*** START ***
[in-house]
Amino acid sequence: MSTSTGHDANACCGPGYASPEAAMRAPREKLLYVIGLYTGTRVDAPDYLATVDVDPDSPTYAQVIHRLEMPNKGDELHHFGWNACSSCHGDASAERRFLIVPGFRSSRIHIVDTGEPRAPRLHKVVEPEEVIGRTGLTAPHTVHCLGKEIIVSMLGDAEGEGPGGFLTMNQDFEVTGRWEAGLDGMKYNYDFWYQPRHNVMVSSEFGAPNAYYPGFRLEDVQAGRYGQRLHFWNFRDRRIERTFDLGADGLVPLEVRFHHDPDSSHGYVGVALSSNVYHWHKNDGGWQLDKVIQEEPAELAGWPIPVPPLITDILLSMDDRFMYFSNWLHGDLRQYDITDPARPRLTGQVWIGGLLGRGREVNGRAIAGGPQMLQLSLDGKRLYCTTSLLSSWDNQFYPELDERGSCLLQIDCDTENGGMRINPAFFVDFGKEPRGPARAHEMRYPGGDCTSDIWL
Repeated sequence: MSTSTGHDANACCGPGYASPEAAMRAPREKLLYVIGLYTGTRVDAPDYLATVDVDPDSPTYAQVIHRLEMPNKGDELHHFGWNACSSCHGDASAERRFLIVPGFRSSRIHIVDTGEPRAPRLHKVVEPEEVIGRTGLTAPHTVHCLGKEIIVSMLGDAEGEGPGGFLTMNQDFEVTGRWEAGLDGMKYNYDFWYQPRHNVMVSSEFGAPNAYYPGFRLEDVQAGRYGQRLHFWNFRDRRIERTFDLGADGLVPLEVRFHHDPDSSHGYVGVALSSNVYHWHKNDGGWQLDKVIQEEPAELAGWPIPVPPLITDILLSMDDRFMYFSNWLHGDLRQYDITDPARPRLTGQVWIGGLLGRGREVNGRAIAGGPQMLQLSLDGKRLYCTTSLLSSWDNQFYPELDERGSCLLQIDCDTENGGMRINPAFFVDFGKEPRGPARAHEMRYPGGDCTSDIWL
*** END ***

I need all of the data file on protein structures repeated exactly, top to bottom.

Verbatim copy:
[in-house]
Amino acid sequence: MSTSTGHDANACCGPGYASPEAAMRAPREKLLYVIGLYTGTRVDAPDYLATVDVDPDSPTYAQVIHRLEMPNKGDELHHFGWNACSSCHGDASAERRFLIVPGFRSSRIHIVDTGEPRAPRLHKVVEPEEVIGRTGLTAPHTVHCLGKEIIVSMLGDAEGEGPGGFLTMNQDFEVTGRWEAGLDGMKYNYDFWYQPRHNVMVSSEFGAPNAYYPGFRLEDVQAGRYGQRLHFWNFRDRRIERTFDLGADGLVPLEVRFHHDPDSSHGYVGVALSSNVYHWHKNDGGWQLDKVIQEEPAELAGWPIPVPPLITDILLSMDDRFMYFSNWLHGDLRQYDITDPARPRLTGQVWIGGLLGRGREVNGRAIAGGPQMLQLSLDGKRLYCTTSLLSSWDNQFYPELDERGSCLLQIDCDTENGGMRINPAFFVDFGKEPRGPARAHEMRYPGGDCTSDIWL
Repeated sequence: MSTSTGHDANACCGPGYASPEAAMRAPREKLLYVIGLYTGTRVDAPDYLATVDVDPDSPTYAQVIHRLEMPNKGDELHHFGWNACSSCHGDASAERRFLIVPGFRSSRIHIVDTGEPRAPRLHKVVEPEEVIGRTGLTAPHTVHCLGKEIIVSMLGDAEGEGPGGFLTMNQDFEVTGRWEAGLDGMKYNYDFWYQPRHNVMVSSEFGAPNAYYPGFRLEDVQAGRYGQRLHFWNFRDRRIERTFDLGADGLVPLEVRFHHDPDSSHGYVGVALSSNVYHWHKNDGGWQLDKVIQEEPAELAGWPIPVPPLITDILLSMDDRFMYFSNWLHGDLRQYDITDPARPRLTGQVWIGGLLGRGREVNGRAIAGGPQMLQLSLDGKRLYCTTSLLSSWDNQFYPELDERGSCLLQIDCDTENGGMRINPAFFVDFGKEPRGPARAHEMRYPGGDCTSDIWL